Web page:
There is a field not far from our house.
We live in suburbia.
Cow pastures are not common in our immediate area.
But there is one here. Right around the corner. On the vertex of a busy intersection.
Local lore says there is an old woman, set in her ways, who refuses to sell.
I like to pretend that she’s refusing to sell because she wants to preserve a little bit of nature for all of us. That she wants our kids who might never see cows, to see cows. That she wants to share the beauty of wild flowers and haphazardly growing trees with our entire town.
For days now, the rainy season has come to dump its provisions on us.
If the season were a he, I’d say he’s set up camp, and intends to leave his mark on our little neck of the city.
It has been downpouring for more days than not of the last week. It hailed balls the size of quarters the week before. Streets and parking lots are flooding temporarily, and then draining when Mr. Rainy Season sees fit to take a break.
This field, where cows roam and graze for 11 months out of the year, has gone under water. Birds are flocking to its weedy surface to pick at bugs. Mosquitos are holding family reunions and procreating like crazy.
The field has become a swamp.
But it’s still a field.
When the rain is gone and the standing water evaporates, it’s the same field.
It will be rich with wet soil.
Flowers and weeds will flourish and provide nourishment for all walks of nature – from flies to bovine.
The field will be changed, but simultaneously, it’s the same.
It’s still a field, with the same core, the same base layer of soil, the same location, the same people bustling around it, the same cows munching on its vegetation.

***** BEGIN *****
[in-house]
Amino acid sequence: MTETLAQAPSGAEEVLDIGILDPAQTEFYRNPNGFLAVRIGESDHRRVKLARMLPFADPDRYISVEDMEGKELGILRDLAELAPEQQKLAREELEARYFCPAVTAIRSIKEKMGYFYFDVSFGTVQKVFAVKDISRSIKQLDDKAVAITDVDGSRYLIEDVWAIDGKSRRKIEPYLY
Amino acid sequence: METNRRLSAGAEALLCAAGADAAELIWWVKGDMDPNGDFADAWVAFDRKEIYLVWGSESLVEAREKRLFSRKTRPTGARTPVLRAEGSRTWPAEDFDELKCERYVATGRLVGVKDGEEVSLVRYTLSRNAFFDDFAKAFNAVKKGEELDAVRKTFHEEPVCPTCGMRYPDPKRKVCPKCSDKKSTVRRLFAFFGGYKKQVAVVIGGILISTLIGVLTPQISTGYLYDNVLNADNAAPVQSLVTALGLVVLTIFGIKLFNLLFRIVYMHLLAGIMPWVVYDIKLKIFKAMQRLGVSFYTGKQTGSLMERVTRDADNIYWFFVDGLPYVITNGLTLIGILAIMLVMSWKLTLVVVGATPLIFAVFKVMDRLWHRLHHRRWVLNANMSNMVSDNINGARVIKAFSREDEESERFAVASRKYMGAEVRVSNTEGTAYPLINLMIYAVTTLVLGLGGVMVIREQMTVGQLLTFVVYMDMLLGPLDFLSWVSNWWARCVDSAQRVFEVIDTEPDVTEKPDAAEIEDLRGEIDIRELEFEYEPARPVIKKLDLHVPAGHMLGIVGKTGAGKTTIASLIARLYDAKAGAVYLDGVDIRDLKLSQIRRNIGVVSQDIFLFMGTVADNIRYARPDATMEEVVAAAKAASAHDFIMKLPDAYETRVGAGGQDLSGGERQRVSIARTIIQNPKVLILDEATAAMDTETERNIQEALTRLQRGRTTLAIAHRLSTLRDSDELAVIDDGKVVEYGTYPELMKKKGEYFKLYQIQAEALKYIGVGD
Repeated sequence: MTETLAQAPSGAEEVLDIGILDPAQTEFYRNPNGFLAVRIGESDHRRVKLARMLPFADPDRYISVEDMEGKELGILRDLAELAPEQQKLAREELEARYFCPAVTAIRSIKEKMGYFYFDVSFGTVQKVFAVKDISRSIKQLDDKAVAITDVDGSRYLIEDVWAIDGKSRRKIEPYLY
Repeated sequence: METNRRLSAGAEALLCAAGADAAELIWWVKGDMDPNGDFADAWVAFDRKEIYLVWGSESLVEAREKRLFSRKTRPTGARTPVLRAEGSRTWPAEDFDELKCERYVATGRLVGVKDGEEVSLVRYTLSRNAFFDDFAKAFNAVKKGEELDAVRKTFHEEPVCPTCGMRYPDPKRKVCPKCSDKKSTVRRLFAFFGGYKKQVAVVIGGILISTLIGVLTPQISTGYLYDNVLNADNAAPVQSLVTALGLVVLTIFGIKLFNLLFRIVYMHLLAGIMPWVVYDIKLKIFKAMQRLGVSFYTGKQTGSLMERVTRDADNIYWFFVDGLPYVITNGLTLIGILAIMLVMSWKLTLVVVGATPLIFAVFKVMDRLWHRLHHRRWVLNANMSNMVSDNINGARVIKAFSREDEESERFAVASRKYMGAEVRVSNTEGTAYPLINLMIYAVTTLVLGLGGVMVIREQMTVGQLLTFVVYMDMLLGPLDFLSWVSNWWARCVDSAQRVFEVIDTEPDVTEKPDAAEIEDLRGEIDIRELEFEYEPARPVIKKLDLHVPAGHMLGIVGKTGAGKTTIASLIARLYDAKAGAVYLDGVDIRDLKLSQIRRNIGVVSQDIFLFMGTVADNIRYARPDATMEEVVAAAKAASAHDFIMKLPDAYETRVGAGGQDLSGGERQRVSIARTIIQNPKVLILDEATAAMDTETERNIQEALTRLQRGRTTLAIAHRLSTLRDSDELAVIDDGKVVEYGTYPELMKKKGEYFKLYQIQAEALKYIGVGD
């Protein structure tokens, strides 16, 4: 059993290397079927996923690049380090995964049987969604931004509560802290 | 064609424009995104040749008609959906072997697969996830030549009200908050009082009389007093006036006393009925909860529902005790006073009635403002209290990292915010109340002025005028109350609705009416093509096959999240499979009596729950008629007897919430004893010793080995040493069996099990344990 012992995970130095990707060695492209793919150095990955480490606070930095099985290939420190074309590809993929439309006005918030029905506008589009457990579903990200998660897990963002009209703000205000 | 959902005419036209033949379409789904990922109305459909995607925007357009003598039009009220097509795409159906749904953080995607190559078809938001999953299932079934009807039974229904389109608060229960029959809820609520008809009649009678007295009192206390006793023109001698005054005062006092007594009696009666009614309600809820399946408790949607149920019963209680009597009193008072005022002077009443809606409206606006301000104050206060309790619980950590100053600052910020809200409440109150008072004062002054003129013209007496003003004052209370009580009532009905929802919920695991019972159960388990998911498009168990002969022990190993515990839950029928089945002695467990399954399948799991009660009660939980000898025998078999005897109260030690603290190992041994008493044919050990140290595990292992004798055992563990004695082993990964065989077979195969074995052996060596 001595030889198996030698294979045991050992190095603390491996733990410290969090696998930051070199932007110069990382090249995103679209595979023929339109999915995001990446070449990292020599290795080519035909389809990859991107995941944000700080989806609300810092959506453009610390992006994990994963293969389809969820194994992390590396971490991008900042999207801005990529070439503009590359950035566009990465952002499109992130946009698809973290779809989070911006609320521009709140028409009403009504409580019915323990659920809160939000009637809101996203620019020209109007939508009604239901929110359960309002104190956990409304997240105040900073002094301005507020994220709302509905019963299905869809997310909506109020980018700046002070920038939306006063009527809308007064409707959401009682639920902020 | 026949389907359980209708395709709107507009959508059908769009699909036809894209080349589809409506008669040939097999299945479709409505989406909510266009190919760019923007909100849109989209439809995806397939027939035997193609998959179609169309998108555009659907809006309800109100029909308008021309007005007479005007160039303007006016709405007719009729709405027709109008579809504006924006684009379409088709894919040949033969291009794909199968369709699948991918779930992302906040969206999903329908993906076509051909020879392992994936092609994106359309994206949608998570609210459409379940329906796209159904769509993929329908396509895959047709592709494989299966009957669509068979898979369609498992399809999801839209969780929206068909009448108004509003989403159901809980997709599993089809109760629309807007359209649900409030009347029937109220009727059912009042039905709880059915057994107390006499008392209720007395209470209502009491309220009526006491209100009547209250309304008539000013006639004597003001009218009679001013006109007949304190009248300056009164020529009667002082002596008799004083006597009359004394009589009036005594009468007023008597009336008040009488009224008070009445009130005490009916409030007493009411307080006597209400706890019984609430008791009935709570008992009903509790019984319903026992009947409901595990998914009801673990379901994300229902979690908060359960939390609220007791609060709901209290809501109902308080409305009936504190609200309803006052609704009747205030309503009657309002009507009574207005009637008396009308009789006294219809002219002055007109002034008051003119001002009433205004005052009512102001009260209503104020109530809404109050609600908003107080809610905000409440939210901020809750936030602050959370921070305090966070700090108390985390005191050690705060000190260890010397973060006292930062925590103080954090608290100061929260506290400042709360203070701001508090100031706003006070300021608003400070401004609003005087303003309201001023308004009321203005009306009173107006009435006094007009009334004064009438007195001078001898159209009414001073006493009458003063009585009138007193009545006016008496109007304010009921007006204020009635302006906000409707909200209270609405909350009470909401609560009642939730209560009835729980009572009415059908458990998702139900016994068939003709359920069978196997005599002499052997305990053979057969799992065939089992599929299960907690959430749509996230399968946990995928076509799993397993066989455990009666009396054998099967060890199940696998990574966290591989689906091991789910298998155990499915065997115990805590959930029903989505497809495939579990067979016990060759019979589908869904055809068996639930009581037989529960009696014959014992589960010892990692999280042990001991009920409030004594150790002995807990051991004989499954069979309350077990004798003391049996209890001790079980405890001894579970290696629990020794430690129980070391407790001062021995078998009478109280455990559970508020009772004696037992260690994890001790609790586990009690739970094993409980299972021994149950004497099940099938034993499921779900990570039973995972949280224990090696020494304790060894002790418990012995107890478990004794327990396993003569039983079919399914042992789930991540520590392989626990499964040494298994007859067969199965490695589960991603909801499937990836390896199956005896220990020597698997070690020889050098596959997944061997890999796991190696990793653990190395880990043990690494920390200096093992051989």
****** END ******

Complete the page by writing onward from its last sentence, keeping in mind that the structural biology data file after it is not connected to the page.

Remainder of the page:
But it will have evolved. It’s growing. It’s being modified right along with the rest of the environment. It’s being changed and molded by the forces of nature.
That field is us, folks.
When it rains, it pours, and sometimes it floods.
For days, or weeks, we can be under water and struggling to catch a peek at the sun.
It might seem out of our reach.
But remember, no matter how much rain falls, we are still the same person at the core. Inside, we still have the same heart, the same soul, the same love, the same grace. Nothing and nobody can take away what’s inside you unless you let them – and you don’t have to.
Whatever your storm might be, it will pass.
The stability and peace of life before the storm will come back. It might be different, but it’s still there, still remains, and will be there when the clouds clear.
We just need to wait for the water to recede.
And what’s left behind is still us. Still the field.
Just stronger, richer, wiser, beautified.
We will have been molded by the force that knows what we need.
Rain is food for growth – for the field and for us.